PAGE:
7 top tips to keep you warm
Are you struggling in the cold weather on a hi-raw diet ? This is the time of year when people often go back to eating too much stodgy, cooked food.
The previous blogpost was about the merits of fasting at this time of year, and how it allows us to indulge a little deeper into heavier foods without paying the bed-ridden price.
But if you're too scared or skint to do that, then we've also got lots of tips to keep you warm though the winter while staying healthy at the same time.
1. Spice it up
Use spices to add warmth. Cinnamon, ginger, turmeric, mild curry spices, are great in soups and smoothies, stimulating digestion and bringing many benefits to the immune system.
Dao's current favourite is adding an inch of ginger to his morning nut milk smoothie - it gives the whole thing a 'warming lift'.
2. Gently, gently
Raw food can be lightly warmed as long as it is kept under 116F, but you don't need a thermometer. For instance, if you're warming a raw soup in a pan, as long as you can keep your finger in it comfortably, it is not too hot.
Extra tip: warm the bowl by filling with boiling water, and empty again before adding food.
3. Eat denser foods
Foods with a higher fat content will feel more satisfying at this time of year.
You may need the additional calories of denser foods in winter - more nuts, avocados, coconut, and raw goat/sheep cheese.
Careful on the weight gain for those of you concerned with such things.
4. Hi-raw, not all raw
Because we are advocating just a dominance of raw food, that leaves you plenty of room for manoeuvre. Aim for 75% raw leaves, fruits, veg, nuts & seeds. And 25% can be cooked - roasted or steamed veg, soups, stews, and curries.
Any cheese, meat, fish and eggs that you are eating will naturally be a part of this 25%. But remember to keep those raw, green leaves at the fore - try adding a bit of cooked to your salad.
Try sautéed onions, or steamed broccoli, green beans or peas.
5. Hot drinks
Hot water, with a squeeze of lemon, and a pinch of cayenne or paprika, or slices of raw ginger.
A soothing, warm drink that also has immune boosting, and anti-inflammatory qualities that protect you from winter bugs. An ancient, Ayurvedic recipe, used for centuries.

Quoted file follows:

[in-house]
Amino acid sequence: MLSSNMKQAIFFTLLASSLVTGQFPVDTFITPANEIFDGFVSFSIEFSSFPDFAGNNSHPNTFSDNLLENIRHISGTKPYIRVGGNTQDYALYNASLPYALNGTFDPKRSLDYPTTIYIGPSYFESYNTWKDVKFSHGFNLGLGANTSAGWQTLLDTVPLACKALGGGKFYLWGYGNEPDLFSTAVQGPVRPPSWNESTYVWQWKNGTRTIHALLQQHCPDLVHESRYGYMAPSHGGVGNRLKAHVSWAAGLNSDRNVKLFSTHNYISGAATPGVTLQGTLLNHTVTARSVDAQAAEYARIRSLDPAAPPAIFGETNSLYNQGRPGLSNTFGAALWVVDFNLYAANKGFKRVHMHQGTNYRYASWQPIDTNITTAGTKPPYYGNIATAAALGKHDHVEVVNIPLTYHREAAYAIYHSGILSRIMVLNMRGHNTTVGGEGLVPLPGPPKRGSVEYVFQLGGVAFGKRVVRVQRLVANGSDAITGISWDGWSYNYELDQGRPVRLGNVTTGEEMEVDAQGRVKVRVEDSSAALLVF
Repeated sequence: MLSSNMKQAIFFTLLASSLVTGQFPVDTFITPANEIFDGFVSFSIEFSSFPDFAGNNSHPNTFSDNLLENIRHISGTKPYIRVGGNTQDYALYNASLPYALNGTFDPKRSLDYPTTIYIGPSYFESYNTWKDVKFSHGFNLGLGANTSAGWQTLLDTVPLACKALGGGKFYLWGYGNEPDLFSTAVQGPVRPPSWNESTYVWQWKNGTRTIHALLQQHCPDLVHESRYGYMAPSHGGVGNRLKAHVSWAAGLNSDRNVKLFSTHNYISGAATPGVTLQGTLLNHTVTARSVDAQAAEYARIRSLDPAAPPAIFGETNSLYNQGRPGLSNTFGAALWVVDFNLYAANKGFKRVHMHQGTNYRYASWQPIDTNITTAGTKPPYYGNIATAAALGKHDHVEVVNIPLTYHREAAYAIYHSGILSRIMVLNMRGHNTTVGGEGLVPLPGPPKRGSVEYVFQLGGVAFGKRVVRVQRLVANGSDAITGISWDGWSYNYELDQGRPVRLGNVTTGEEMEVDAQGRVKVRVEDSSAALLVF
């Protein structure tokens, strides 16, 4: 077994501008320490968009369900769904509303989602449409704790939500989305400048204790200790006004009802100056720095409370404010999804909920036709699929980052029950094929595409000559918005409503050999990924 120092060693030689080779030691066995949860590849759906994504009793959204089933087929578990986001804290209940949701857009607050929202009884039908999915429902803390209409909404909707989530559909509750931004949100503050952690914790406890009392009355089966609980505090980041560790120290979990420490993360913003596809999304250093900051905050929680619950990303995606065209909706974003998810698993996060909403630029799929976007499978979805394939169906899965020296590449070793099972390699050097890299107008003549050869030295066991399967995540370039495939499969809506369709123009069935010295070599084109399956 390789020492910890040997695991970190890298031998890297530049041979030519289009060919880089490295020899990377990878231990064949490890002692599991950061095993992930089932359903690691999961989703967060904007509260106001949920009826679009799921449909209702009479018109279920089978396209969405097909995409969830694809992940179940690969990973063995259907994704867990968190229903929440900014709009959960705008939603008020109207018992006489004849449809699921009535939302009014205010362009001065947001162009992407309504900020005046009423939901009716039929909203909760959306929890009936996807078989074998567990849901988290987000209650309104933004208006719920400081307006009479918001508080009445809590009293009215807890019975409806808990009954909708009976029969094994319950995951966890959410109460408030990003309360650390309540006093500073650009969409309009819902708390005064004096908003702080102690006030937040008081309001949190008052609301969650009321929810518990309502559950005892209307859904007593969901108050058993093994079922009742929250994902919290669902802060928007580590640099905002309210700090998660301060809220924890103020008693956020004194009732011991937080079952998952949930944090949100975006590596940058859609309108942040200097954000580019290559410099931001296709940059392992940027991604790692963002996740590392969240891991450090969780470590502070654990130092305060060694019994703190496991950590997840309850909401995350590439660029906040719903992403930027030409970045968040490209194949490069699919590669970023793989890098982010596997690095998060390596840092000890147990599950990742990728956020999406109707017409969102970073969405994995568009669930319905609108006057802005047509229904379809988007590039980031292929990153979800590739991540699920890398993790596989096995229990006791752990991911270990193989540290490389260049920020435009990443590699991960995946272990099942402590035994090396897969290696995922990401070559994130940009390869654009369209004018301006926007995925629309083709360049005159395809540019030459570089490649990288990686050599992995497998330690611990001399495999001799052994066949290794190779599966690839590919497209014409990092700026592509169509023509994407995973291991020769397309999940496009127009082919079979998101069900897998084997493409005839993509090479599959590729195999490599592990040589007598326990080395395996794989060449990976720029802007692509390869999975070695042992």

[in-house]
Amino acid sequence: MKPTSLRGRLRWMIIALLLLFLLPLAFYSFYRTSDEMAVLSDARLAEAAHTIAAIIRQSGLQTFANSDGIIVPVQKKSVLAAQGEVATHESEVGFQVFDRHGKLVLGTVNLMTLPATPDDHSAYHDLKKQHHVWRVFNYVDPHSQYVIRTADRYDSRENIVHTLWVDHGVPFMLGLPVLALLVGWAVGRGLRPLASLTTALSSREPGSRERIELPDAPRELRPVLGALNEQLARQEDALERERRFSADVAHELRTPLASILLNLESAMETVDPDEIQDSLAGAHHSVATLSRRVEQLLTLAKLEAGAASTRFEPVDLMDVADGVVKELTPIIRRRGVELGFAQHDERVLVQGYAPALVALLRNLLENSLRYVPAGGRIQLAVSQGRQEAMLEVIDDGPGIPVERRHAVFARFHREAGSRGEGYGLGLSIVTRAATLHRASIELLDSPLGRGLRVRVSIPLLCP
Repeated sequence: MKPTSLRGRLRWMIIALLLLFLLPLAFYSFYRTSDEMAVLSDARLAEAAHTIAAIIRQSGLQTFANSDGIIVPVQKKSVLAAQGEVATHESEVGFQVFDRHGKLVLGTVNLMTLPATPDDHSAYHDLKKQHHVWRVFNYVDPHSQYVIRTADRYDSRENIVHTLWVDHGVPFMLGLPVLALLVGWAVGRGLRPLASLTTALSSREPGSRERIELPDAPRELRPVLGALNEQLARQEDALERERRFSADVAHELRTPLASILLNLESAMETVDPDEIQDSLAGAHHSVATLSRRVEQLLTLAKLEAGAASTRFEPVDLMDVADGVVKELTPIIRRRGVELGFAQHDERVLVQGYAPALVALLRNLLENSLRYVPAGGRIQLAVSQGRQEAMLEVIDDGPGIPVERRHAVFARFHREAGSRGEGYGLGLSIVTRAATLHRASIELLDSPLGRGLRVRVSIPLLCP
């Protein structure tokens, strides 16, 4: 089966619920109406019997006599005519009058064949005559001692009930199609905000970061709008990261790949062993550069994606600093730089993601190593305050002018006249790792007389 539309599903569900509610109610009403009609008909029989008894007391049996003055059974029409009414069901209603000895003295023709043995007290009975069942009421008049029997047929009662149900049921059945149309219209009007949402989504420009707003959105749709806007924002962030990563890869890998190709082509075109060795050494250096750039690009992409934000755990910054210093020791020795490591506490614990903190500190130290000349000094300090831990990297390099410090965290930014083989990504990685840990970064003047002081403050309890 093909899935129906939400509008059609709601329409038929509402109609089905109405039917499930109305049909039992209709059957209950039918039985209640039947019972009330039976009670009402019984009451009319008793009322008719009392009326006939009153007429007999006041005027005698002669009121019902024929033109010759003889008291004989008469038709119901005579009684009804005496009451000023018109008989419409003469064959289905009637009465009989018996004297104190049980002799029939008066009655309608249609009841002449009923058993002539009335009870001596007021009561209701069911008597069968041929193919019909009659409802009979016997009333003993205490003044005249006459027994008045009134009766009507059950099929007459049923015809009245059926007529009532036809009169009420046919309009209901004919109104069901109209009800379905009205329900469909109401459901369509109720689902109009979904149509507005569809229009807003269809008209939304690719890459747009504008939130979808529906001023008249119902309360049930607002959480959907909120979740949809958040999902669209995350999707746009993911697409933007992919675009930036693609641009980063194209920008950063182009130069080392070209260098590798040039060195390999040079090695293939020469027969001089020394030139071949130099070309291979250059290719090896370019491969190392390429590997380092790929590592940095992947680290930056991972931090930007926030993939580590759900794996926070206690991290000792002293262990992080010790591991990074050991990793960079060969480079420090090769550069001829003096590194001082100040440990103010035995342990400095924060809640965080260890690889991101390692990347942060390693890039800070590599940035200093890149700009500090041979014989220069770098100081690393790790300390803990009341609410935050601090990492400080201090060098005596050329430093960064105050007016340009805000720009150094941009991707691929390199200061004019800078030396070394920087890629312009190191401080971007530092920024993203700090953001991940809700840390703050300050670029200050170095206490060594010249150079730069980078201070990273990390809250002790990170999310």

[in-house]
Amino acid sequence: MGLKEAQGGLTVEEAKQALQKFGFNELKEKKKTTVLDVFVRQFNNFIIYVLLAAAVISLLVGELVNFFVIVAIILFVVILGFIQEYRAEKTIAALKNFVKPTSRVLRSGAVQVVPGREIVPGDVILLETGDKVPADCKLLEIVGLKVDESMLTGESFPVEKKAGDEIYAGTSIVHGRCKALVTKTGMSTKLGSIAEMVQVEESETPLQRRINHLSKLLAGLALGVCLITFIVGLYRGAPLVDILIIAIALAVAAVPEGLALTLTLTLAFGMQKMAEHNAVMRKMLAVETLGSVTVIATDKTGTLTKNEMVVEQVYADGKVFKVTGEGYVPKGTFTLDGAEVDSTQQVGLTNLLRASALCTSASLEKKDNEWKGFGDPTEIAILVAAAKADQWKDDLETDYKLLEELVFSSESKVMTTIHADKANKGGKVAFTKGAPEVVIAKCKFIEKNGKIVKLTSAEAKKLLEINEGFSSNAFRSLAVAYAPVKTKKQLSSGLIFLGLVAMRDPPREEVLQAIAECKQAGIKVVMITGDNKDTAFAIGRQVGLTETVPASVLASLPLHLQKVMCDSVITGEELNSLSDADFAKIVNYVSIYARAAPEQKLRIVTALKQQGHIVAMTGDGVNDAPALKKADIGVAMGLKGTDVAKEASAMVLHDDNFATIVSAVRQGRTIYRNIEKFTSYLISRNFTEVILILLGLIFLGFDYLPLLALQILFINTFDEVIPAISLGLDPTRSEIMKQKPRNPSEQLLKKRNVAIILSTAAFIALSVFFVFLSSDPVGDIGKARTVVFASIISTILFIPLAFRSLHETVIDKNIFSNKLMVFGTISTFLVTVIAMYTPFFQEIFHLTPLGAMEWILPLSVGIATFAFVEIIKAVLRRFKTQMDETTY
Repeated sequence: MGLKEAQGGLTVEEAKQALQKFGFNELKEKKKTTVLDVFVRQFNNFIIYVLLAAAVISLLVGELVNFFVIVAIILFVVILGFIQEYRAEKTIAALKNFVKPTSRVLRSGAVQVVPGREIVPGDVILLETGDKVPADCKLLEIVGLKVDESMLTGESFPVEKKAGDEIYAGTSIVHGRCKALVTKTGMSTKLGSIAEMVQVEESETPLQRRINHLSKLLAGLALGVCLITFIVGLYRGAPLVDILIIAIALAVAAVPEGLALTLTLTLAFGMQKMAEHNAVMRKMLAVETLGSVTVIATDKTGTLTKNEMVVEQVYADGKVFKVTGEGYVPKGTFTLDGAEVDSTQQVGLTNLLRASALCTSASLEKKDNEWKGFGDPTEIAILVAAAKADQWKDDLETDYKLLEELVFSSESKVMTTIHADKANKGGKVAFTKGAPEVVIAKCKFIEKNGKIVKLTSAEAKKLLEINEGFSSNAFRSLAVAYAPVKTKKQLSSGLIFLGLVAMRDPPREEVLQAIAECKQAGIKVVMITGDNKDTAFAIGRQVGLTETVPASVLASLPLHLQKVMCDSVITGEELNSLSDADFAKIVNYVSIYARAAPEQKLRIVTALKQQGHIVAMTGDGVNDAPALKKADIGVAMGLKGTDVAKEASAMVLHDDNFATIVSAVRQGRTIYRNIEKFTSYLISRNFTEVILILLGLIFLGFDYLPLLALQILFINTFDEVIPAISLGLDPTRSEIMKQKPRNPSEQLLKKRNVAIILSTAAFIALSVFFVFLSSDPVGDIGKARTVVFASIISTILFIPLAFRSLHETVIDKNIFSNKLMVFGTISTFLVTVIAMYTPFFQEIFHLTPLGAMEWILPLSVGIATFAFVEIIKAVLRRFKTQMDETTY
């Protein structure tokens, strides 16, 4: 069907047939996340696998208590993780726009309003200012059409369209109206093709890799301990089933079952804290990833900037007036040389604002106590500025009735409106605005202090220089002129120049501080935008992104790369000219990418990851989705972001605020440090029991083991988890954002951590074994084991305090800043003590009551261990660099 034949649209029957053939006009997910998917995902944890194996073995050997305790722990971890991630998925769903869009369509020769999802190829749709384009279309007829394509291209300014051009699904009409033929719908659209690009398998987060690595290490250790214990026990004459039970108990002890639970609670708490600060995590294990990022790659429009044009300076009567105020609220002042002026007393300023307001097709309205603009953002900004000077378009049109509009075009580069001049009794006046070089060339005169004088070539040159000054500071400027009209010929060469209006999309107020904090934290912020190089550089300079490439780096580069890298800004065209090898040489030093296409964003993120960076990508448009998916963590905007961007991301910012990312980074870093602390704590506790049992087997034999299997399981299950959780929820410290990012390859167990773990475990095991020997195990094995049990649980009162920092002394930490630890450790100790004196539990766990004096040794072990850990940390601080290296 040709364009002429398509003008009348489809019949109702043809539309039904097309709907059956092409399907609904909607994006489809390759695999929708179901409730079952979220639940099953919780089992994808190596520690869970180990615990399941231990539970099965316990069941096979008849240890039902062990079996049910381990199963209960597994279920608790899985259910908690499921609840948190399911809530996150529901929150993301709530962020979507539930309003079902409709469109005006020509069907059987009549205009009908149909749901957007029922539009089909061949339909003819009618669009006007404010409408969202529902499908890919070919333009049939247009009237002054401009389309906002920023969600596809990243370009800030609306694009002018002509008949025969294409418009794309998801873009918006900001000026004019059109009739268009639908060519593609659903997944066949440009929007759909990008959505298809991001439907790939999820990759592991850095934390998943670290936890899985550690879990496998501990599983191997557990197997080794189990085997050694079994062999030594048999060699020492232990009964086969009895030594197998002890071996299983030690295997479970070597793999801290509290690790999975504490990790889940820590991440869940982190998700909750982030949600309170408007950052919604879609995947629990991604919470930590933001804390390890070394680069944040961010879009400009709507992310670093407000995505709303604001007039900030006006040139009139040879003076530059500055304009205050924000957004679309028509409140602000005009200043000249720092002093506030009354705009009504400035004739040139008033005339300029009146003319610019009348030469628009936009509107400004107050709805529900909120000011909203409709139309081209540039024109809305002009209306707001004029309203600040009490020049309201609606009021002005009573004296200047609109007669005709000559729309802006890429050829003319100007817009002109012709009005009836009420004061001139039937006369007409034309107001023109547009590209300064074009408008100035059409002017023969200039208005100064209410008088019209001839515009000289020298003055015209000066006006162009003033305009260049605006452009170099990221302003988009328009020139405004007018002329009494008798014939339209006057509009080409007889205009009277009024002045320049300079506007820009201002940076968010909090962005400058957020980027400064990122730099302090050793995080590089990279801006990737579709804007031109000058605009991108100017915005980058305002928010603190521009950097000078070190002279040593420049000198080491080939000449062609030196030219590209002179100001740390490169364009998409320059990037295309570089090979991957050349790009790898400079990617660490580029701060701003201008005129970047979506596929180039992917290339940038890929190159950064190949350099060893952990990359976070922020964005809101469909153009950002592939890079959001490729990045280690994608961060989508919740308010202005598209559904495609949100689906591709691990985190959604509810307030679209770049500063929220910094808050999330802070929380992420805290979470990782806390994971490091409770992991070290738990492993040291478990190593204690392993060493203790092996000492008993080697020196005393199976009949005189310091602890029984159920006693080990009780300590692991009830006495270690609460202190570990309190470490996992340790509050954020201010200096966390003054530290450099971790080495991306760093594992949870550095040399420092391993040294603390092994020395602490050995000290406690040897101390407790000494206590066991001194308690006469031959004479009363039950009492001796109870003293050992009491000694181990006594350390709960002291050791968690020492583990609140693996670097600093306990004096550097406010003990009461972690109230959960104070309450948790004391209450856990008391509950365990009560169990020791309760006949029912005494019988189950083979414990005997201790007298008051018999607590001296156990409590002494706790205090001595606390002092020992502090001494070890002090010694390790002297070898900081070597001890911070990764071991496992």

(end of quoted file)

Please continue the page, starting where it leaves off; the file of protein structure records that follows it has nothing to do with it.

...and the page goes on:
Turmeric has blood-thinning properties, and is used as a medicine in this way. You may have heard of it more recently because of its anti-cancer fanfare !
Recommended 1 cup per day max.
6. Layer up
It sounds simple, and it is...
Wear more layers, rather than turning the heating up.
Remember the old Scandinavian idiom - "There is no bad weather, only bad clothing"...
It is easy to slump into lethargy in the depths of winter, but some exercise will warm you from the core, as well as really lifting your mood.
It could be a simple as going for a brisk walk, and that'll help getting your weekly dose of sunlight to aid sunning : see Sunning.
Or even putting on your favourite music and having a dance around the living room.
Make sure it is something you enjoy, and not a 'should'... They never last.
And remember, if you can't stay high raw throughout the winter, and you don't want to pay the winter colds bill, then just come and fast with us for a week, and you can relax a lot on diet.
It is not an excuse, and it is not an avoidance of discipline, it is just a means of ramming them all into one week, so you can relax a bit in your day to day !
And you might even learn something about yourself, and your relationship to food in the meantime !
What's not to like !
Curcumin: A Review of Its’ Effects on Human Health by Susan J. Hewlings and Douglas S. Kalman : Published online 2017 Oct 22. for National Institutes for Health
Role of Spices Beyond Food Flavoring: Nutraceuticals with Multiple Health Effects by Krishnapura Srinivasan in Food Reviews International 21(2):167-188 · April 2005
Therapeutic Roles of Curcumin: Lessons Learned from Clinical Trials by SC Gupta - 2013 - Cited by 814 - for US National Library of Medicine